Ministry - AmeriKKKant album review

Revamped group’s first album since 2012 death of guitarist Mike Scaccia

Cover art Ministry - AmeriKKKant album

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Industrial metal’s take on modern America can often feel histrionic and full of apocalyptic overkill. But in Donald Trump the USA has delivered a target ripe for this treatment. and AmeriKKKant feels like a measured response to the times. Al Jourgensen’s decision to revive Ministry feels apt.

Opener I Know Words is stretched over an elongated sample of Trump’s inauguration speech, an agony of twisted East European violins and locomotive, industrial undertow. The bomb lands with Twilight Zone, its heavy-duty riff churning up despair at the sheer stupidity of Americans that gave rise to their worst ever leader.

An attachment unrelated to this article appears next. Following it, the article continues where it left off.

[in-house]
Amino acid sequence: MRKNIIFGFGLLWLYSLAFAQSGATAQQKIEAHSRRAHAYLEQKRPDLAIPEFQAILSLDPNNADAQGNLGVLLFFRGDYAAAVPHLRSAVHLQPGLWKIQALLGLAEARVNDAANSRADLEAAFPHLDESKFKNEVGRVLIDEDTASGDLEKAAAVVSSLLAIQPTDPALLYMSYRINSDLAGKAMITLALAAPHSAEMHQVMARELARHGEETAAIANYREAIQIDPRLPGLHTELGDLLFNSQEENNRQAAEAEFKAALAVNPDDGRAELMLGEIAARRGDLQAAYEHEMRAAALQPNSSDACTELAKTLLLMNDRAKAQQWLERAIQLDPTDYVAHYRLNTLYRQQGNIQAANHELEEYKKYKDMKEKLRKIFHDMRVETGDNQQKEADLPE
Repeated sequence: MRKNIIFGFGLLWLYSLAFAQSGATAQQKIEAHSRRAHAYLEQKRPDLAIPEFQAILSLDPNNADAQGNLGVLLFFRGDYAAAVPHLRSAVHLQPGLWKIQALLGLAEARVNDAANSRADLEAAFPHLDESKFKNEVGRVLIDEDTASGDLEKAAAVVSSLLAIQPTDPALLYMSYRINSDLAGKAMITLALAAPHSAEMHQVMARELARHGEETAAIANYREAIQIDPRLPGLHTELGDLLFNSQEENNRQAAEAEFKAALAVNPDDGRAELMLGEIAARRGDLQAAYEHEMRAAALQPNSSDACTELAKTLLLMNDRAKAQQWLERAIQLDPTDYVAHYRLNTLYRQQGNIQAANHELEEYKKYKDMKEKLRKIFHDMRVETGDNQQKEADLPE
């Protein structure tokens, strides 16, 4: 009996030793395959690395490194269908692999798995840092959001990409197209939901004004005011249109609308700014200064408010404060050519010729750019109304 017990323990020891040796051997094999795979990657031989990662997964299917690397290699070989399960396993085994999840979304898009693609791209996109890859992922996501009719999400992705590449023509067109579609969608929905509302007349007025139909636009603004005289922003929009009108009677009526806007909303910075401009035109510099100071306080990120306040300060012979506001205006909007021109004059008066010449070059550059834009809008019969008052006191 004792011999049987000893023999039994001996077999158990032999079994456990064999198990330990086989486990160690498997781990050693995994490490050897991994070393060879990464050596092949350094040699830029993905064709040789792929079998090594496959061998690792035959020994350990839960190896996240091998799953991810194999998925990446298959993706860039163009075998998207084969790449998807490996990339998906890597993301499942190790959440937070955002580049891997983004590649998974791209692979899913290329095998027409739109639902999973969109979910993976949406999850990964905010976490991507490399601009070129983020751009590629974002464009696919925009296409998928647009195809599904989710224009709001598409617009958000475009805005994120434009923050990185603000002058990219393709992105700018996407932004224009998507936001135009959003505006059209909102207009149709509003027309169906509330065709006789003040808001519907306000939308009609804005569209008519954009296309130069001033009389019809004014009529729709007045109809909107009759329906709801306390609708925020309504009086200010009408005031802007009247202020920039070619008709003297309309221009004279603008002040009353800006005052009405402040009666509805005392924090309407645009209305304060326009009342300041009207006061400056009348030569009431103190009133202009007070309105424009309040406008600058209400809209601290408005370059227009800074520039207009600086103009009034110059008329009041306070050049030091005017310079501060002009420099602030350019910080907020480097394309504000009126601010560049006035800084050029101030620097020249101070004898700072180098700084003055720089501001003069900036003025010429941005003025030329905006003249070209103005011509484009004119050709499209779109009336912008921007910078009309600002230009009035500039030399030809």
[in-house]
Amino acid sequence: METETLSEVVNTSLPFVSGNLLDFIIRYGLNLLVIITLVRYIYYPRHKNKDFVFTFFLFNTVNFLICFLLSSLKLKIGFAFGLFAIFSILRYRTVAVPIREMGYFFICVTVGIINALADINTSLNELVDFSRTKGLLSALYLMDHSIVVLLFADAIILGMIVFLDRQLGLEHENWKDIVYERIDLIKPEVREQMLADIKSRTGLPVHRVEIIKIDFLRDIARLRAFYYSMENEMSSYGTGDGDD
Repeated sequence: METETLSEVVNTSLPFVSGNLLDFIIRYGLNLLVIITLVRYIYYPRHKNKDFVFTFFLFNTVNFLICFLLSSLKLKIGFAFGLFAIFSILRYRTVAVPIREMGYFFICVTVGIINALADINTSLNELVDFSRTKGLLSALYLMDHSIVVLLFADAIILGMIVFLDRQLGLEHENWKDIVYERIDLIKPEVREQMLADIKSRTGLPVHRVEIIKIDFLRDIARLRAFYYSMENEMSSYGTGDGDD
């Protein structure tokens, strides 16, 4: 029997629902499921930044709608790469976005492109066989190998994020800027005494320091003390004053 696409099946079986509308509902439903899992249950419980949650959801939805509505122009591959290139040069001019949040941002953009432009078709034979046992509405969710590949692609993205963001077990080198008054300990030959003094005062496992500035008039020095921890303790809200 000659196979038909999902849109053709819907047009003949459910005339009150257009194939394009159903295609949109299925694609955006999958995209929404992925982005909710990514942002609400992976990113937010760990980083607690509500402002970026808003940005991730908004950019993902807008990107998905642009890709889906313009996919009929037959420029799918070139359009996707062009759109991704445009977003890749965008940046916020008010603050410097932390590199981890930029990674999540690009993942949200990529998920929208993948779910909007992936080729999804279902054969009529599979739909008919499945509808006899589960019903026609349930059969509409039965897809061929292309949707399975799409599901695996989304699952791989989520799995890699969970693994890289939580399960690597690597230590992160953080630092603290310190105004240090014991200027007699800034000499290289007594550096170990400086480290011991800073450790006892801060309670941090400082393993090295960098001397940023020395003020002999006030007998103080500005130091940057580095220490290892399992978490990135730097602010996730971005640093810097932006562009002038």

The rest of the album is an everything-but-the kitchen-sink assault of collage, scratch, Tackead-type samples, metal and funk, a blazing regurgitation of the media mania and misplaced rage of modern USA, typified on TV 5-4 Chan and Wargasm. Antifa heralds the heroes of the current strife with a stalking, Buttholes-style bass, a barrage reprised on Amerikkka. The titles are devastating in their own right; Victims Of A Clown might have felt like a cartoon scenario 10 years ago, today it’s reality.

David Stubbs

David Stubbs is a music, film, TV and football journalist. He has written for The Guardian, NME, The Wire and Uncut, and has written books on Jimi Hendrix, Eminem, Electronic Music and the footballer Charlie Nicholas.